Dr. Sian Proctor Makes History as First-ever Black Female Spacecraft Pilot

by Shine My Crown Staff
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Black Girl Magic will forever be a thing. And Black women continue to make the history books this week as Dr. Sian Proctor became the first-ever Black female spacecraft pilot.

The geoscientist, artist and science communicator became a finalist in NASA’s astronaut candidate program back in 2009.

Last night, she officially became an astronaut when she launched to orbit with the Inspiration4 mission — the first-ever all civilian mission.

“I’m really grateful to be here and to have this opportunity,” Proctor said per Space.com. “There have been three Black female astronauts that have made it to space, and knowing that I’m going to be the fourth means that I have this opportunity to not only accomplish my dream, but also inspire the next generation of women of color and girls of color and really get them to think about reaching for the stars and what that means.”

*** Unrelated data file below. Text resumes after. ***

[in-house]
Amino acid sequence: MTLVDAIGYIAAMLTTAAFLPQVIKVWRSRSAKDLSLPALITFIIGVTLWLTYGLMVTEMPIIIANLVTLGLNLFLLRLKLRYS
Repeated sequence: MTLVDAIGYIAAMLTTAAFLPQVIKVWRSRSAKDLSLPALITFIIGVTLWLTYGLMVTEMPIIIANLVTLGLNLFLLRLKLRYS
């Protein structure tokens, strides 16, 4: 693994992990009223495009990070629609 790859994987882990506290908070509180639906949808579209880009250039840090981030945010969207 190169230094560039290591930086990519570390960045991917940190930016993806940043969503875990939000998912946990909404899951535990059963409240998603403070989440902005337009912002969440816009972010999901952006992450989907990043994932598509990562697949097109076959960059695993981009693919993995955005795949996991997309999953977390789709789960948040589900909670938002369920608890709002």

Only three other Black females have traveled to space. The first-ever Black woman to fly to space was Mae Jemison. Jemison traveled to space on shuttle Endeavour with the STS-47 mission in 1992. Stephanie Wilson and Joan Higginbotham also flew NASA shuttle missions.

“Growing up as a Black female and always trying to be a high achiever and not mess up,” Proctor added, “just having that pressure on yourself of thinking about not wanting to be eliminated, not wanting to miss out, [you have to] make sure you’re the best of the best, because you’re opening up the door for the people who follow you.”

“A lot of times, you know, if you’re in a position of a role model, if you slip or you mess up, then it means that you’re kind of shutting the door for those behind you,” she added.

Proctor, 51, also makes history as the oldest Black woman to go to space.

“Being an older Black female in my 50s, I think that I think it’s just going to be inspiring to see that those dreams that you had when you were a kid can still come to, because a lot of times we think that we’ve missed our prime in our 20s and our 30s go by, and then we get into our 40s. And we’re like, ‘oh, yeah, all right.’ But it’s not true.”

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